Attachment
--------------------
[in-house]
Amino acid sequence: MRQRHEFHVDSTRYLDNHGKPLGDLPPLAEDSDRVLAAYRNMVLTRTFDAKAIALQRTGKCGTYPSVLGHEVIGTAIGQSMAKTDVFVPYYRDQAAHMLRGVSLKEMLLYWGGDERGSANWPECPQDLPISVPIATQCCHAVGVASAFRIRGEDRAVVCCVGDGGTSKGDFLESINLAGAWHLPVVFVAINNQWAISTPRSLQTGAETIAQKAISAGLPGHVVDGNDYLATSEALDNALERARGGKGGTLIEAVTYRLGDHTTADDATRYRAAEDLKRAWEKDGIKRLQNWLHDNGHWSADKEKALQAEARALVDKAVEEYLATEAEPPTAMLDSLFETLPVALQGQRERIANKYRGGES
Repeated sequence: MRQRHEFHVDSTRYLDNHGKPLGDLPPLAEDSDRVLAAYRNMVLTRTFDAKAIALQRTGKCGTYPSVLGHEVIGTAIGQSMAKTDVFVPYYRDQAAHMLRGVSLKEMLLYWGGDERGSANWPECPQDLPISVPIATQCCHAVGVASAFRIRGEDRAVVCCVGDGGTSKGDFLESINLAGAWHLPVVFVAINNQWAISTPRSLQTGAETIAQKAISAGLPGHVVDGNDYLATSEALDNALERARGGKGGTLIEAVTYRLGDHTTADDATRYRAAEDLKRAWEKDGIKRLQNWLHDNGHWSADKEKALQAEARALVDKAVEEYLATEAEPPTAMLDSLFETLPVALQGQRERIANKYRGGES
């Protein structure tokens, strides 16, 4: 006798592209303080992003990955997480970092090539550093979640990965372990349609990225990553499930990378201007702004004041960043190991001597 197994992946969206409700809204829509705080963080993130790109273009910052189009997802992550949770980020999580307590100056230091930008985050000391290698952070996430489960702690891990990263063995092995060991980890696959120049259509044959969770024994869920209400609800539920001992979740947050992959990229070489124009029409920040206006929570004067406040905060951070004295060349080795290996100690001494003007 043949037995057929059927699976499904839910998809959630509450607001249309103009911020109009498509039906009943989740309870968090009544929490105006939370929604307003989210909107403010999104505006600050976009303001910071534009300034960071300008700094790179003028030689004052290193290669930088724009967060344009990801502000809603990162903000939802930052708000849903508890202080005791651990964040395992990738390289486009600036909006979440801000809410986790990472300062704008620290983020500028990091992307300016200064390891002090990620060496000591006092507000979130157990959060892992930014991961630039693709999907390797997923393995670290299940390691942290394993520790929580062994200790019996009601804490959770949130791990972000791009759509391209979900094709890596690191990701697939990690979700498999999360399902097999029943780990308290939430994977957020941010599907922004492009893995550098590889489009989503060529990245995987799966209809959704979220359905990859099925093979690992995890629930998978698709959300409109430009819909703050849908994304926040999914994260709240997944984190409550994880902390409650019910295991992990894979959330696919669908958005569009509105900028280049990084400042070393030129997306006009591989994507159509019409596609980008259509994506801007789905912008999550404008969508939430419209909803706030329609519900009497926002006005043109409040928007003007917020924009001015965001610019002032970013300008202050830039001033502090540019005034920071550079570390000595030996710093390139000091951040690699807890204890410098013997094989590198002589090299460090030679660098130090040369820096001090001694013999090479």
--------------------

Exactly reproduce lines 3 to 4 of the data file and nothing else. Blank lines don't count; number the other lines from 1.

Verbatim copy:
Repeated sequence: MRQRHEFHVDSTRYLDNHGKPLGDLPPLAEDSDRVLAAYRNMVLTRTFDAKAIALQRTGKCGTYPSVLGHEVIGTAIGQSMAKTDVFVPYYRDQAAHMLRGVSLKEMLLYWGGDERGSANWPECPQDLPISVPIATQCCHAVGVASAFRIRGEDRAVVCCVGDGGTSKGDFLESINLAGAWHLPVVFVAINNQWAISTPRSLQTGAETIAQKAISAGLPGHVVDGNDYLATSEALDNALERARGGKGGTLIEAVTYRLGDHTTADDATRYRAAEDLKRAWEKDGIKRLQNWLHDNGHWSADKEKALQAEARALVDKAVEEYLATEAEPPTAMLDSLFETLPVALQGQRERIANKYRGGES
């Protein structure tokens, strides 16, 4: 006798592209303080992003990955997480970092090539550093979640990965372990349609990225990553499930990378201007702004004041960043190991001597 197994992946969206409700809204829509705080963080993130790109273009910052189009997802992550949770980020999580307590100056230091930008985050000391290698952070996430489960702690891990990263063995092995060991980890696959120049259509044959969770024994869920209400609800539920001992979740947050992959990229070489124009029409920040206006929570004067406040905060951070004295060349080795290996100690001494003007 043949037995057929059927699976499904839910998809959630509450607001249309103009911020109009498509039906009943989740309870968090009544929490105006939370929604307003989210909107403010999104505006600050976009303001910071534009300034960071300008700094790179003028030689004052290193290669930088724009967060344009990801502000809603990162903000939802930052708000849903508890202080005791651990964040395992990738390289486009600036909006979440801000809410986790990472300062704008620290983020500028990091992307300016200064390891002090990620060496000591006092507000979130157990959060892992930014991961630039693709999907390797997923393995670290299940390691942290394993520790929580062994200790019996009601804490959770949130791990972000791009759509391209979900094709890596690191990701697939990690979700498999999360399902097999029943780990308290939430994977957020941010599907922004492009893995550098590889489009989503060529990245995987799966209809959704979220359905990859099925093979690992995890629930998978698709959300409109430009819909703050849908994304926040999914994260709240997944984190409550994880902390409650019910295991992990894979959330696919669908958005569009509105900028280049990084400042070393030129997306006009591989994507159509019409596609980008259509994506801007789905912008999550404008969508939430419209909803706030329609519900009497926002006005043109409040928007003007917020924009001015965001610019002032970013300008202050830039001033502090540019005034920071550079570390000595030996710093390139000091951040690699807890204890410098013997094989590198002589090299460090030679660098130090040369820096001090001694013999090479």